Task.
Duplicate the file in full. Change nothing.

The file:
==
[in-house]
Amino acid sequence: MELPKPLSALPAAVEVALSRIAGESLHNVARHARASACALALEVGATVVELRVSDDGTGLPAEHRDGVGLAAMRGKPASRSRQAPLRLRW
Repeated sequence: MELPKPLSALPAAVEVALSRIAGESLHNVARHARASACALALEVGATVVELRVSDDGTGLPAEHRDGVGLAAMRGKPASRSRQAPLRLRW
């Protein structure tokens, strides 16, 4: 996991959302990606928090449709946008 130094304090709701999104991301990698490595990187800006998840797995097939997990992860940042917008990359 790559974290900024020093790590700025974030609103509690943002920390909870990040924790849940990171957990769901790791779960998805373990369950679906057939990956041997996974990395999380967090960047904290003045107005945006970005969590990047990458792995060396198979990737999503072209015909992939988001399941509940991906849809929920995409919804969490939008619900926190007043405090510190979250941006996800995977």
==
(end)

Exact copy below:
[in-house]
Amino acid sequence: MELPKPLSALPAAVEVALSRIAGESLHNVARHARASACALALEVGATVVELRVSDDGTGLPAEHRDGVGLAAMRGKPASRSRQAPLRLRW
Repeated sequence: MELPKPLSALPAAVEVALSRIAGESLHNVARHARASACALALEVGATVVELRVSDDGTGLPAEHRDGVGLAAMRGKPASRSRQAPLRLRW
């Protein structure tokens, strides 16, 4: 996991959302990606928090449709946008 130094304090709701999104991301990698490595990187800006998840797995097939997990992860940042917008990359 790559974290900024020093790590700025974030609103509690943002920390909870990040924790849940990171957990769901790791779960998805373990369950679906057939990956041997996974990395999380967090960047904290003045107005945006970005969590990047990458792995060396198979990737999503072209015909992939988001399941509940991906849809929920995409919804969490939008619900926190007043405090510190979250941006996800995977």